Eucharistic Sharing in Mixed Marriages?

imageI’ve spent the last two days on a silent retreat at Holy Cross Monastery in Rostrevor, Co. Down. Although I am a social scientist, not a theologian, the interdisciplinary nature of my department in Trinity – the Irish School of Ecumenics – lends itself to reading a lot of ethical or theological material.

I am an academic and it is obviously an important part of my job to read, but I often feel that there’s not enough time to absorb all of that material, let alone reflect on it.

In the days before the retreat I’d begun reading an advance copy of Peter Rollins’ new book, Insurrection, to be published in October. For now I’ll just say that Insurrection raises some existentially terrifying questions about how Christians should live – right here, right now – and that’s given me plenty to chew over.

But in perusing the Benedictines’ guest library, I stumbled across an issue of One in Christ, described as ‘a Catholic ecumenical journal’ published by the Olivetan Benedictines of Turvey and Rostrevor. This particular issue (Summer 2009, V43, No. 1) contained an article by Georges Ruyssen SJ on:

‘Mixed Marriages and Sharing in the Eucharist: Universal Catholic Norms and Some Particular Catholic Norms.’

As readers of this blog will be aware, I’m the Protestant partner in a so-called mixed marriage. I’ve written previously about how being in a mixed marriage tends to amplify, at least for me, my frustration about prohibitions on Eucharistic sharing.

That’s why I especially appreciate initiatives like ‘In Joyful Hope,’ happening in and around Belfast, which attempts to allow Christians to experience some sort of fellowship around the Eucharist.

Ruyssen asks whether Eucharistic sharing between a Catholic and a member of a Reformed denomination at a nuptial mass, and afterwards in the context of a mixed marriage, could constitute the case of a ‘grave necessity.’

In my personal case, we missed the boat on Eucharistic sharing at the nuptial mass, so I was most interested in what Ruyssen would say about the context of marriage. He puts it this way (p. 87):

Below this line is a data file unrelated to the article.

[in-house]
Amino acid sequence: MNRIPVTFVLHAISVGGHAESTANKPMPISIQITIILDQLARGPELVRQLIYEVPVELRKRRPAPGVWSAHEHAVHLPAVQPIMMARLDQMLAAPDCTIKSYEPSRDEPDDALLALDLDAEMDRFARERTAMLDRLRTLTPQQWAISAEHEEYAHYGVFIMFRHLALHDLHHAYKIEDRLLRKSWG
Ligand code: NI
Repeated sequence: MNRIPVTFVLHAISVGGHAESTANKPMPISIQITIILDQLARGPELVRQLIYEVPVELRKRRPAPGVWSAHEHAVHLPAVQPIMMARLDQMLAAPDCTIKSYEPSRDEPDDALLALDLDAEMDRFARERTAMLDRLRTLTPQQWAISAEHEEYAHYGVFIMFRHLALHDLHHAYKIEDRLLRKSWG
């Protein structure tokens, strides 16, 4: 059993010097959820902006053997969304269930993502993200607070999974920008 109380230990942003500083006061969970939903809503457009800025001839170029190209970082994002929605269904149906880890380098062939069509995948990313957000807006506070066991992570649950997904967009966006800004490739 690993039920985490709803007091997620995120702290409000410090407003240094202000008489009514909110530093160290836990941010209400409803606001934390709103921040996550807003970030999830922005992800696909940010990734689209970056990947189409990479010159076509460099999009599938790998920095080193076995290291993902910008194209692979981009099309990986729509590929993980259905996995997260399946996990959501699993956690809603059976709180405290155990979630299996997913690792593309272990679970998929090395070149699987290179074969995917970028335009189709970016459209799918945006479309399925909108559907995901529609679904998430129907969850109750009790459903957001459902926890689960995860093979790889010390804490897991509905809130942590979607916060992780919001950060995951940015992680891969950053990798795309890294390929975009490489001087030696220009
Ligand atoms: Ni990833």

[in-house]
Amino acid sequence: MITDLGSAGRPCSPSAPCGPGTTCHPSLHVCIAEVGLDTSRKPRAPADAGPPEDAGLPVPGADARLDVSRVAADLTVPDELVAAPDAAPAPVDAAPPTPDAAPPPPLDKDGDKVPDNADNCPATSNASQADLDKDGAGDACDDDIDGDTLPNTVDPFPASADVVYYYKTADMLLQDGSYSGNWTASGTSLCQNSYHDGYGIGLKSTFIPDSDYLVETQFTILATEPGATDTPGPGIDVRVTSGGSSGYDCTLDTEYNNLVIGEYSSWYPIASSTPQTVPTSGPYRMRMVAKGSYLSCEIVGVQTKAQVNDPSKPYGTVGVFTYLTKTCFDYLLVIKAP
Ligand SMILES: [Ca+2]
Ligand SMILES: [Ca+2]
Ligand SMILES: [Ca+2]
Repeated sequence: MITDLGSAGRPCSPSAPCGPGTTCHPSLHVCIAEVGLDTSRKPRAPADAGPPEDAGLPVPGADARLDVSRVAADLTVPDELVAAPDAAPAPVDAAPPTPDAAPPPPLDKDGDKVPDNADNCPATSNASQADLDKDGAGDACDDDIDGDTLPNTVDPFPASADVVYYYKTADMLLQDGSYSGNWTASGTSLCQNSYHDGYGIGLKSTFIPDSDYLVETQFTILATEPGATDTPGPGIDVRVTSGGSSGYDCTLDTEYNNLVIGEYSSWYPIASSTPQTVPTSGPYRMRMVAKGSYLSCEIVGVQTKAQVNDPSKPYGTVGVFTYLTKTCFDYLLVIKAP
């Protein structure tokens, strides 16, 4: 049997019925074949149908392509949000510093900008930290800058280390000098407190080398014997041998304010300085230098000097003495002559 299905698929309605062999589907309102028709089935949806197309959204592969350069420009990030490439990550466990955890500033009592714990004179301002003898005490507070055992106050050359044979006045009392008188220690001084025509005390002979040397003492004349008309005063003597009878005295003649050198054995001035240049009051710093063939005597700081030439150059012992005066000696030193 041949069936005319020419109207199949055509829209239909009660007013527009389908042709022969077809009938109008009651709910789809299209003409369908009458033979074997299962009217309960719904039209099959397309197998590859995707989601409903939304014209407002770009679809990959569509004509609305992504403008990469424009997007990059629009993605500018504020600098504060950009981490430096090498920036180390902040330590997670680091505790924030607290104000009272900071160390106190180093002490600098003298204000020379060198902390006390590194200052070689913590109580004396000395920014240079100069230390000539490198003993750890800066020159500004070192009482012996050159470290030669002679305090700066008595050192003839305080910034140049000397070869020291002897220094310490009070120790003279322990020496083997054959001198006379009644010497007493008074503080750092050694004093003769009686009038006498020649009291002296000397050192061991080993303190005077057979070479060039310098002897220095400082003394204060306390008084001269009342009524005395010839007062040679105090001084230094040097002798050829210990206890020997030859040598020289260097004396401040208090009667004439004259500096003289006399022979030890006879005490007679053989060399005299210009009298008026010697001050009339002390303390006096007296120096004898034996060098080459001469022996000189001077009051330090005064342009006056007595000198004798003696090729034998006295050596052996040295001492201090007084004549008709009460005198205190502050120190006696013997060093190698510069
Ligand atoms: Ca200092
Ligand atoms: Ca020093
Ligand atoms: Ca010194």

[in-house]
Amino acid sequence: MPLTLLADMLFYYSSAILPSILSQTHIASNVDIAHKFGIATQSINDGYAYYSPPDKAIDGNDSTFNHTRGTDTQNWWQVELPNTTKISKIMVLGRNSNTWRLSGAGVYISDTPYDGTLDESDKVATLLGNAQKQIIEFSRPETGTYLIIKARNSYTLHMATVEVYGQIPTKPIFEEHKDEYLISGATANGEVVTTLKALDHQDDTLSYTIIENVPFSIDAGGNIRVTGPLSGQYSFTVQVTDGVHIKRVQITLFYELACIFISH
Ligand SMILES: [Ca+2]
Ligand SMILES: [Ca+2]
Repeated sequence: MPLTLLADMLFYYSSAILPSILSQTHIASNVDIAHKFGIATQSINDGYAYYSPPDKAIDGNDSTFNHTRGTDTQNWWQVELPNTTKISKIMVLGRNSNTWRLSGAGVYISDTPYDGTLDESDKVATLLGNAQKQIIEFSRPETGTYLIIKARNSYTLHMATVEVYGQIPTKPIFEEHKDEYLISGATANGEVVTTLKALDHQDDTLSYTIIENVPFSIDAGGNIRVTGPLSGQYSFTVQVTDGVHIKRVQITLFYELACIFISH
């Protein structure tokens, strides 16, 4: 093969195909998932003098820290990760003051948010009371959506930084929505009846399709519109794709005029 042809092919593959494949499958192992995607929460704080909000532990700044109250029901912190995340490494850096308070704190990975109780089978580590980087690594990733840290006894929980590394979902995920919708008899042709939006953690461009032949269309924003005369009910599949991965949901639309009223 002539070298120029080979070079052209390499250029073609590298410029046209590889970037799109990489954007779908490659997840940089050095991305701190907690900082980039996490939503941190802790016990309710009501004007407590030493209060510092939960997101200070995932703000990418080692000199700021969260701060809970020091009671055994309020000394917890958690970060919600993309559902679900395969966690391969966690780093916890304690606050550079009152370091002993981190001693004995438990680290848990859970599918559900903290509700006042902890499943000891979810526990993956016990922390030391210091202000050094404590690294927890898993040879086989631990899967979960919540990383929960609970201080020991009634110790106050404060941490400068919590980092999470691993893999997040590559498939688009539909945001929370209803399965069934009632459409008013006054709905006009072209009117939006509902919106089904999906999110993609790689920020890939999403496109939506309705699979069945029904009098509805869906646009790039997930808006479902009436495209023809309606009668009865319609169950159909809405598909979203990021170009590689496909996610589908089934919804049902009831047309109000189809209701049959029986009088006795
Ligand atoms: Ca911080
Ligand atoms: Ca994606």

‘… do mixed marriages form a new category to be put alongside that of danger of death, and the situation of another grave and pressing need … in the sense of canons 844/CIC S4 and 671/CCEO S4? According to certain authors, with whom we agree, a mixed marriage falls under the situation of a grave and pressing need.’

Much of the case for Eucharistic sharing relies on the conceptualisation of a ‘mixed marriage and family’ as a ‘domestic church,’ as articulated by Cardinal Johannes Willebrands in 1980 (p. 91). Given that marriage is to be considered ‘an image and sign of the spousal union between Christ and his Church,’ the current prohibition on Eucharistic sharing essentially undermines the ‘understanding of the family as domestic church’ (p. 94).

Ruyssen concludes by asking (p. 96):

‘Being slightly provocative, and paraphrasing the decree Unitas Redinte Gratio (15), one could ask: to what extent and under what conditions is it conceivable that sharing in the Eucharist ‘is not only be possible but to be encouraged’ – in order to meet the serious spiritual need for Eucharistic nourishment, which is felt at the heart of mixed marriages and their families?’

Not only possible but to be encouraged.

I agree with that, only I would go further. I follow the theological argument that mixed marriages are a ‘special case,’ but I don’t think we should be considered quite so special.

As long as all Christians everywhere cannot gather around the table together, it is difficult to claim that Christians can fully express their love for each other, let alone their love for those who do not identify with Christ.